Archive for readings

100 Thousand Poets for Change in New Bedford

Posted in Poetry Readings with tags , , , on September 23, 2013 by whalingcityreview


Bring your poems of hope and change, peace and acceptance —  be the change you want to see. Hosted by local poets Patricia Gomes and Maggie Cleveland.

100 Thousand Poets for Change is a “live” worldwide initiative featuring nearly 700 events in 110 countries. Plan to be a part of this event! New Bedford’s 100 TPC will be held on Sunday, September 29th at Gallery X in New Bedford.

For the first time, we are including acoustic musicians in addition to poets. Sign-up begins at 12:30 pm sharp, no more than 2 poems, please.

E-mail for info:, or visit


Photo credit: Drew Pion


Mass Poetry Festival Features SouthCoast & Cape Area Poets

Posted in Uncategorized with tags , , on April 29, 2013 by whalingcityreview

Image The Massachusetts Poetry Festival, the state’s biggest annual gathering of poets and poetry lovers, takes place this weekend. From Friday, May 3, through Sunday, May 5, in Salem, SouthCoast and Cape Cod poets will be well-represented. Everett Hoagland of New Bedford, and Alice Kociemba and Jarita Davis, both of Falmouth, will lead readings.

The festival includes over 100 events – readings, workshops, panels, performances, concerts, open mics, a small press fair, activities for children and teens, and more.

Sharon Olds, winner of the 2013 Pulitzer Prize for Poetry for her 2012 collection, “Stag’s Leap,” will speak Saturday evening. The Pulitzer Board described “Stag’s Leap” as a “book of unflinching poems on the author’s divorce that examine love, sorrow and the limits of self-knowledge.”

She compares her husband’s departure, after 30 years of marriage, to the image of a leaping stag a wine label: “When anyone escapes, my heart  / leaps up. Even when it’s I who am escaped from.”

Other headliners include Tracey K. Smith and Terrance Hayes. Smith won the 2012 Pulitzer Prize for Poetry for “Life on Mars,” a collection of poems in part an elegiac tribute to her late father, one of the engineers who worked on the Hubble Telescope. For Smith, poetry is a way of “stepping into the mess of experience,” being part of the “ongoing conflict” of life and surviving nonetheless.

Hayes has won numerous awards and honors. His most recent collection, “Lighthead,” explores how we construct experience: “the light-headedness of a mind trying to pull against gravity and time.”

Many other nationally recognized poets and emerging poets from all across Massachusetts will read from their works and share their ideas on writing about everything from love and sexuality to global warming. There are workshops on how to write surrealistic poetry, how to give voice to objects, how to incorporate rhythm and movement into poems, how to run a poetry group, and how to stage a slam poetry event, and much more.

“Imagine your town full of poets—every coffee shop, every restaurant, every arts center, every library—each hosting inspiring poetry readings, excellent writing workshops, poetry slams, and even a place where you can read your worst poetry. That’s what Salem is like during the Mass Poetry Fest,” said Alice Kociemba, who directs Calliope Poetry Readings at the West Falmouth Library.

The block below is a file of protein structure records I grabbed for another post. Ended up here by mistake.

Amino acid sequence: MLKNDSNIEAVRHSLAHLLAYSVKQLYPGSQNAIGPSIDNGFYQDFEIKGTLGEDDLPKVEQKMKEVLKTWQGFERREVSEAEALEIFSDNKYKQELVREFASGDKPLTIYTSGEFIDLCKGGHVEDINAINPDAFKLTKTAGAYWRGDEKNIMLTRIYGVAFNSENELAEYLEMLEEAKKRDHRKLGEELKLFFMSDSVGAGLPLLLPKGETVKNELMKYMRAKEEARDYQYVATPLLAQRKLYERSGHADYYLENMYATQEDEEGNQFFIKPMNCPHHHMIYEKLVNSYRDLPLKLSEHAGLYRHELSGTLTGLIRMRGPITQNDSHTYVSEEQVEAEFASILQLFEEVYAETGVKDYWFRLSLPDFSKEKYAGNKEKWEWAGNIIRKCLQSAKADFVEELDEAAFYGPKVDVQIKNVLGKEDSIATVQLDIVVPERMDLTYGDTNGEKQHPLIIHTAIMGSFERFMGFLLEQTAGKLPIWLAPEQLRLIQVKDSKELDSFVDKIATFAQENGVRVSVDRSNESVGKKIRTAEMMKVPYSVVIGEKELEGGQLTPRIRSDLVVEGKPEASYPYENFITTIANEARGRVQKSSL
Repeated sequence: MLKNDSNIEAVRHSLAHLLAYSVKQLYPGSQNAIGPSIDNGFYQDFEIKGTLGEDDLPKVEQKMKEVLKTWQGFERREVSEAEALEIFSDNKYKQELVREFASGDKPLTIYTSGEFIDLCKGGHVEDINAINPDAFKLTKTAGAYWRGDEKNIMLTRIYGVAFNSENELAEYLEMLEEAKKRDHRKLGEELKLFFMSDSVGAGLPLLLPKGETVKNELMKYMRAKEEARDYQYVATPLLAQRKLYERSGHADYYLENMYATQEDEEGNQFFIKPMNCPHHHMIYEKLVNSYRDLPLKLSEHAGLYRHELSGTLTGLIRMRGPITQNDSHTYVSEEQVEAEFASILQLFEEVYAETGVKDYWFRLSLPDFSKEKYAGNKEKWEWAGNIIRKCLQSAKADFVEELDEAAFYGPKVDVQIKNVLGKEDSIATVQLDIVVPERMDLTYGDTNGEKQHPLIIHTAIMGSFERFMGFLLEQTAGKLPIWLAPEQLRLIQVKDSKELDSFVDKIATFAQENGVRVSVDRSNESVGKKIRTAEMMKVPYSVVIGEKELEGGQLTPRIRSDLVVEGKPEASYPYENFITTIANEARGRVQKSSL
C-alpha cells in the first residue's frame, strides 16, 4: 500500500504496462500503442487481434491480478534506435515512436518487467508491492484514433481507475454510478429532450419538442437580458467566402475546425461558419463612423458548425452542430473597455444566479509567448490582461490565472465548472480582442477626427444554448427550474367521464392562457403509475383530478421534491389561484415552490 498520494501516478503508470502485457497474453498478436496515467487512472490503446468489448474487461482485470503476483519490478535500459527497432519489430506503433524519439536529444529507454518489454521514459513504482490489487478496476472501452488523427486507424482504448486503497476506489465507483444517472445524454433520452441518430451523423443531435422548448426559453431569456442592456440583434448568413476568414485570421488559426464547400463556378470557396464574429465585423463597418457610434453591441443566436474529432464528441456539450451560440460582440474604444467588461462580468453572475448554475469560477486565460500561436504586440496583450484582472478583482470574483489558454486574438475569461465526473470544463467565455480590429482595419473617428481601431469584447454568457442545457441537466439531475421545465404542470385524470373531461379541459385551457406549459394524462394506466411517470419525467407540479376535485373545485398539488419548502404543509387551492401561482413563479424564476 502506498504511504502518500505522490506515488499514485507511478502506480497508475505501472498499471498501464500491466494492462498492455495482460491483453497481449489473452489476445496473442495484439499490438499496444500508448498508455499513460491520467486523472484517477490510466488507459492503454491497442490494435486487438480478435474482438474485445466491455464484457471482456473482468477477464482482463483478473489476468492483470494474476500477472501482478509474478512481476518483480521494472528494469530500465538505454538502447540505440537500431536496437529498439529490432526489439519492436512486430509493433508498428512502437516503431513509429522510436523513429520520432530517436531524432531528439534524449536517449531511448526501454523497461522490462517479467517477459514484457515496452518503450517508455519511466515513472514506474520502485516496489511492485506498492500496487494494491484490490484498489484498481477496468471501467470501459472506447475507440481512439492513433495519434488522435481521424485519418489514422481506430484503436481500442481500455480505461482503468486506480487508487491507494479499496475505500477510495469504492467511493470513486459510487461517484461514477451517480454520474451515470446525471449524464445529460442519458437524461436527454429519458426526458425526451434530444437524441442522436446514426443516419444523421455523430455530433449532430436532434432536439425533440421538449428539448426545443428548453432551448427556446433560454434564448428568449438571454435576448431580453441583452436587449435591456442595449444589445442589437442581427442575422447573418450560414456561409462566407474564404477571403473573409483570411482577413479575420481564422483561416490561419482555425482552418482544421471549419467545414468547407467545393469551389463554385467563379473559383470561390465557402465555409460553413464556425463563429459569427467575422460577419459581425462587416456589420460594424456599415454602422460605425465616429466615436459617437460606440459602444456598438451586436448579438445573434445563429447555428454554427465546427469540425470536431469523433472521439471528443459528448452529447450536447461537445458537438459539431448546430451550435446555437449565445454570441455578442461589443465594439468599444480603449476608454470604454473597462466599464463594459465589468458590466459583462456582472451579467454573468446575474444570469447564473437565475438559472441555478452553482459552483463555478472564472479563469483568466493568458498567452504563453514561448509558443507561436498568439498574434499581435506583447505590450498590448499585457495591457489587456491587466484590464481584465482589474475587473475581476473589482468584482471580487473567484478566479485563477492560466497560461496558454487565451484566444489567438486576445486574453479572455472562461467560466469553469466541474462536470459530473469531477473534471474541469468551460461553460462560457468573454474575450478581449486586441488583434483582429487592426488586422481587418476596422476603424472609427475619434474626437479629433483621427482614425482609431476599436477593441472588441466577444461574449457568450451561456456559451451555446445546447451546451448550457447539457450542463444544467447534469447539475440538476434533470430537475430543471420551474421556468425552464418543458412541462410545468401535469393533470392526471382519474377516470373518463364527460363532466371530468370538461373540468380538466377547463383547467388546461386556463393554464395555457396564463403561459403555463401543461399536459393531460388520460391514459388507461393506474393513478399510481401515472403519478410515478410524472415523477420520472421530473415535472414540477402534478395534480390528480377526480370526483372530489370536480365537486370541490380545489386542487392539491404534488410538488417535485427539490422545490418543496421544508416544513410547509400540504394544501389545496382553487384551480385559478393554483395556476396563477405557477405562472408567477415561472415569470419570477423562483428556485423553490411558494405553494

“Imagine coming in second in the worst poetry contest,” she added. “There are poets on trolleys reading their poems; there are poets on the train from South Station reading their poems. There are poets everywhere.”

Kociemba, who serves on the board of Mass Poetry, will moderate “From Every Corner of the Commonwealth,” a panel discussion and reading on Saturday, May 4, from 1:30 to 2:30 PM at the Hawthorne Hotel.  Kociemba has selected six “poet ambassadors” who have created a sense of community in their own area of the state by directing poetry reading series, holding workshops, sponsoring collaborative projects with artists, musicians, and other writers, and promoting creativity about their craft and performance.

The panel will be of interest to those who direct poetry readings and workshops or are thinking of starting one, as well as to poets who are looking for venue hosts. Among those participating on the panel are two Cape Cod poets: Lorna Blake of Brewster and Alan Feldman of Natick and Wellfleet. Each will describe their reading series, workshops, and collaborative endeavors and read from their own work.

Everett Hoagland of New Bedford has organized a reading for the Ocean Voices Anthology, featuring an array of poets from various cultural traditions and writing influences. Ocean Voices, an intergenerational, multicultural anthology of “ocean poems,” was published this fall by New Bedford’s award-winning small press, Spinner Publications. The reading will take place on Saturday in the Hawthorne Hotel, Essex Room, from 12:15 – 1:15 PM and features Martin Espada, winner of the Poetry Society of Amer’ca’s Shelley Memorial Award, vocalist Candida Rose, and several poets who have work in the Ocean Voices anthology.

Jarita Davis will lead “Poems for the Invention of Glory” on Saturday, May 4, from 11 AM to noon, at the Peabody Essex Museum. Davis and five other panelists will read ekphrastic poems written in response to the museum’s exhibition, “The Invention of Glory: Alfonso V and the Pastrana Tapestries.” All are members of a new collective of over 100 Luso-American (Portuguese-American) poets.

Mass Poetry Fest buttons, which allow admission to all events except workshops, are $15, $7 for seniors and students. For an additional $5, workshops are included. Because workshop attendance is limited, it is advisable to register online in advance at

For more information, visit or contact Alice Kociemba at